Design Objectives

  • Ideation — Conceive a thematic idea of the restaurant based on the location and physical boundaries.
  • Story linkages — Deploy these into architectural design and spaces that help convey parts of the story or pair references.
  • Ambiance — The material, color, lighting, and other elements can be used to reinforce the theme of gigantism. A balance must be achieved even though the scale and proportion are askew.
  • Access — Since the theme plays with the scale of the space, ease of human access must be made with less compromise on the design.


Fig: 4 Site image

San Francisco is a metropolitan that is known to have a rich cultural and commercial landscape. It is a popular tourist destination owing to natural terrains, cool weather, and landmark sites. The city is known for its innovation, and this is particularly seen in the restaurant industry.

The city has a fine collection of food markets with local produce that makes it a haven for food lovers. It has more than 3,500 eateries that offer a range of experiences from fine dining to farm-to-table restaurants, but the city also has its fair share of unique themed restaurants.

The site is located in the Mission District, beside the San Francisco Buddhists center. The area is a popular hangout spot among locals during the weekend. The neighborhood has a mixed vibe from old-timey bars to live-music clubs, offering a wide range of food courses.

  • Site area — 2013 sqm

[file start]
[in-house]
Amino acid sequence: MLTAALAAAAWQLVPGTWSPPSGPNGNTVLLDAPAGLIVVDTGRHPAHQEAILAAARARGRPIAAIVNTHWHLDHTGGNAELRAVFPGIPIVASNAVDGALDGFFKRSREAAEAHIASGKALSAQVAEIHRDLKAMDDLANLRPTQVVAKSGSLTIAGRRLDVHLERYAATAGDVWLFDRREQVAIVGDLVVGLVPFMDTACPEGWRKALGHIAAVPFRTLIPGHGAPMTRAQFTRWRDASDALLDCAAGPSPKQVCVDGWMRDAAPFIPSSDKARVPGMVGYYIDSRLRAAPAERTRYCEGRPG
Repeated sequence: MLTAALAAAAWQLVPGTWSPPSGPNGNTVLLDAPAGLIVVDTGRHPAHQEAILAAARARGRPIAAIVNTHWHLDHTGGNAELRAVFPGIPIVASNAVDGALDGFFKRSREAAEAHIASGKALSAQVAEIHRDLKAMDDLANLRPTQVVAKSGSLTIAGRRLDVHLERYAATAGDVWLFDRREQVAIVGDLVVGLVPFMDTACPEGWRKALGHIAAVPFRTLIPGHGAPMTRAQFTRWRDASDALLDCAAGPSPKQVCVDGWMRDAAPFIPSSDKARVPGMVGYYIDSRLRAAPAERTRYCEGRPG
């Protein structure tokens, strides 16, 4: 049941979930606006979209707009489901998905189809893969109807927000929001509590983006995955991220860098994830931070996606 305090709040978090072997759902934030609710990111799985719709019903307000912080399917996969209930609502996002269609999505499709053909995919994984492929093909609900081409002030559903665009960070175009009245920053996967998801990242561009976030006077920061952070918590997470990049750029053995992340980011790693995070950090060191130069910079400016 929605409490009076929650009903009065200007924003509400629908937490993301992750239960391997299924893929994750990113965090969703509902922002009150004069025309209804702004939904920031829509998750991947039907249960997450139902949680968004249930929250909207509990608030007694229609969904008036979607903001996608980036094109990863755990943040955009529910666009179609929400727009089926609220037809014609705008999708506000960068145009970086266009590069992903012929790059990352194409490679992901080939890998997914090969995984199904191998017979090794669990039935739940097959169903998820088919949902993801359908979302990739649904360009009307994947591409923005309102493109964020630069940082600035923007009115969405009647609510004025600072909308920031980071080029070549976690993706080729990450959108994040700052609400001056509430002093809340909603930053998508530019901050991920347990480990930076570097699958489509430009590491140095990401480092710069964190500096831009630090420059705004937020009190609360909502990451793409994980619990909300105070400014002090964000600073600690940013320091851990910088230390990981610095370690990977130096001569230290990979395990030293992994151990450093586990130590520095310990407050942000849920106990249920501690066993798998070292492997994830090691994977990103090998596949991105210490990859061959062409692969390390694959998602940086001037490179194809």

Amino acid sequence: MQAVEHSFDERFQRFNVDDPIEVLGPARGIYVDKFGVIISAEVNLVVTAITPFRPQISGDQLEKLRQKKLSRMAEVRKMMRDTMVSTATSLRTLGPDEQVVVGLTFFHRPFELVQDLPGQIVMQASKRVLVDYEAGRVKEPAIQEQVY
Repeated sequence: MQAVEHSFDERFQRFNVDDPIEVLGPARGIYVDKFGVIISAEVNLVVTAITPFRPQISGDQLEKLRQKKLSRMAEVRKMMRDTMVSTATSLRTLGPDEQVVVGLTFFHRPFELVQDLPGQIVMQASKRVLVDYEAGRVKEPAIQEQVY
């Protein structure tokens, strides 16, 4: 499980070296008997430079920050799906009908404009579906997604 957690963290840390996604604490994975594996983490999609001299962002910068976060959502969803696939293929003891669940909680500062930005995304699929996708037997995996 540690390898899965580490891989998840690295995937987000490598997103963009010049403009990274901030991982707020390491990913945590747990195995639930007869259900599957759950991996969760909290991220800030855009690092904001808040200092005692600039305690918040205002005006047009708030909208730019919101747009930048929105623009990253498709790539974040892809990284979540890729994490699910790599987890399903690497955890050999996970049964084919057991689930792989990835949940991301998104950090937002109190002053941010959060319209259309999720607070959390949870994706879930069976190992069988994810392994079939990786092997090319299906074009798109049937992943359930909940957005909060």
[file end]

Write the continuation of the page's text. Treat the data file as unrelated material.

• Maximum floor space permitted — 2000sqm.
  • Minimum floor space required1000sqm.
  • Ground coverage — 30%
  • Height restrictions — 15m
  • Setbacks (as per CAD plan)
  • Coordinates — 37°45'20.4"N 122°25'09.0"

Area Programme

The restaurant must have enough space to seat 60 people, the reception, kitchen, and restrooms. Other creative additions to the project can be made within the space constraints.

Find all the competition brief, terms, and other registration guidelines on this page: Jack and the giant hotel | Hospitality Building Competition on UNI | About

Follow us on social media:

Facebook | Instagram | LinkedIn | Twitter | Youtube

Originally published at




Read more about stories from UNI on

Love podcasts or audiobooks? Learn on the go with our new app.

Recommended from Medium

31st Jan 2021: Best For Last Week

How About Hearth Inserts

Users Management Dashboard, Premium readme.txt, Custom Premium Slug, Free Trials

3D Design is the Future: Meet the CEO of Xcel Brands

HelloDoc — A doctor’s appointment booking application | A UI/UX case study.

A cover image of the HelloDoc application with it’s logo and three screens

A waste-d opportunity & rubbish ideas | A UX Case Study

TuneTabl UX Design Case Study

Project 1 — Illustrator and the Laser Cutter

Get the Medium app

A button that says 'Download on the App Store', and if clicked it will lead you to the iOS App store
A button that says 'Get it on, Google Play', and if clicked it will lead you to the Google Play store


Read more about stories from UNI on

More from Medium

Sandbox to try out the code written in almost all languages

Melody Walker’s Obituary


A simple guide with PancakeSwap Limit Order — March 10th

Buy limit example with CAKE/USDT